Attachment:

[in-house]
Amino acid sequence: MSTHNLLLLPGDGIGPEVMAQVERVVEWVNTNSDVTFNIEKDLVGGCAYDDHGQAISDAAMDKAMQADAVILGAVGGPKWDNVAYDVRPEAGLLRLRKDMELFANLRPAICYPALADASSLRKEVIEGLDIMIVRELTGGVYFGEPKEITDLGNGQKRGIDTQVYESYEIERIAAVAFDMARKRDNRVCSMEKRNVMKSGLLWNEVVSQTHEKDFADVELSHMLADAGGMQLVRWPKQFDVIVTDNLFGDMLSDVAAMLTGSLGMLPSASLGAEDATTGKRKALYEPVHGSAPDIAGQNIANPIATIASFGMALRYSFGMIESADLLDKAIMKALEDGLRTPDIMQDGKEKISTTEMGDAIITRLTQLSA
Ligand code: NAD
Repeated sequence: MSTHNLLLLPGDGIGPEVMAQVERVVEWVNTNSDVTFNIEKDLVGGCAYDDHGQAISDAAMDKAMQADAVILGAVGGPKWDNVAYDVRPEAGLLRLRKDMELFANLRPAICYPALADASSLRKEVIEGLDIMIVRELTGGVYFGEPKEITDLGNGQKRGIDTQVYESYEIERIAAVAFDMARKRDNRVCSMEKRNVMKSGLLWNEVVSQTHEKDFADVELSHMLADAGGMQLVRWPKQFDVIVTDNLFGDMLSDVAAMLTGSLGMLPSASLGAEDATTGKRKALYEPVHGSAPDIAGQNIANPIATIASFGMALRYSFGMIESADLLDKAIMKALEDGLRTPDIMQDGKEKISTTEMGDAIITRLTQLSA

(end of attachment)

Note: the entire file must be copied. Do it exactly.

[in-house]
Amino acid sequence: MSTHNLLLLPGDGIGPEVMAQVERVVEWVNTNSDVTFNIEKDLVGGCAYDDHGQAISDAAMDKAMQADAVILGAVGGPKWDNVAYDVRPEAGLLRLRKDMELFANLRPAICYPALADASSLRKEVIEGLDIMIVRELTGGVYFGEPKEITDLGNGQKRGIDTQVYESYEIERIAAVAFDMARKRDNRVCSMEKRNVMKSGLLWNEVVSQTHEKDFADVELSHMLADAGGMQLVRWPKQFDVIVTDNLFGDMLSDVAAMLTGSLGMLPSASLGAEDATTGKRKALYEPVHGSAPDIAGQNIANPIATIASFGMALRYSFGMIESADLLDKAIMKALEDGLRTPDIMQDGKEKISTTEMGDAIITRLTQLSA
Ligand code: NAD
Repeated sequence: MSTHNLLLLPGDGIGPEVMAQVERVVEWVNTNSDVTFNIEKDLVGGCAYDDHGQAISDAAMDKAMQADAVILGAVGGPKWDNVAYDVRPEAGLLRLRKDMELFANLRPAICYPALADASSLRKEVIEGLDIMIVRELTGGVYFGEPKEITDLGNGQKRGIDTQVYESYEIERIAAVAFDMARKRDNRVCSMEKRNVMKSGLLWNEVVSQTHEKDFADVELSHMLADAGGMQLVRWPKQFDVIVTDNLFGDMLSDVAAMLTGSLGMLPSASLGAEDATTGKRKALYEPVHGSAPDIAGQNIANPIATIASFGMALRYSFGMIESADLLDKAIMKALEDGLRTPDIMQDGKEKISTTEMGDAIITRLTQLSA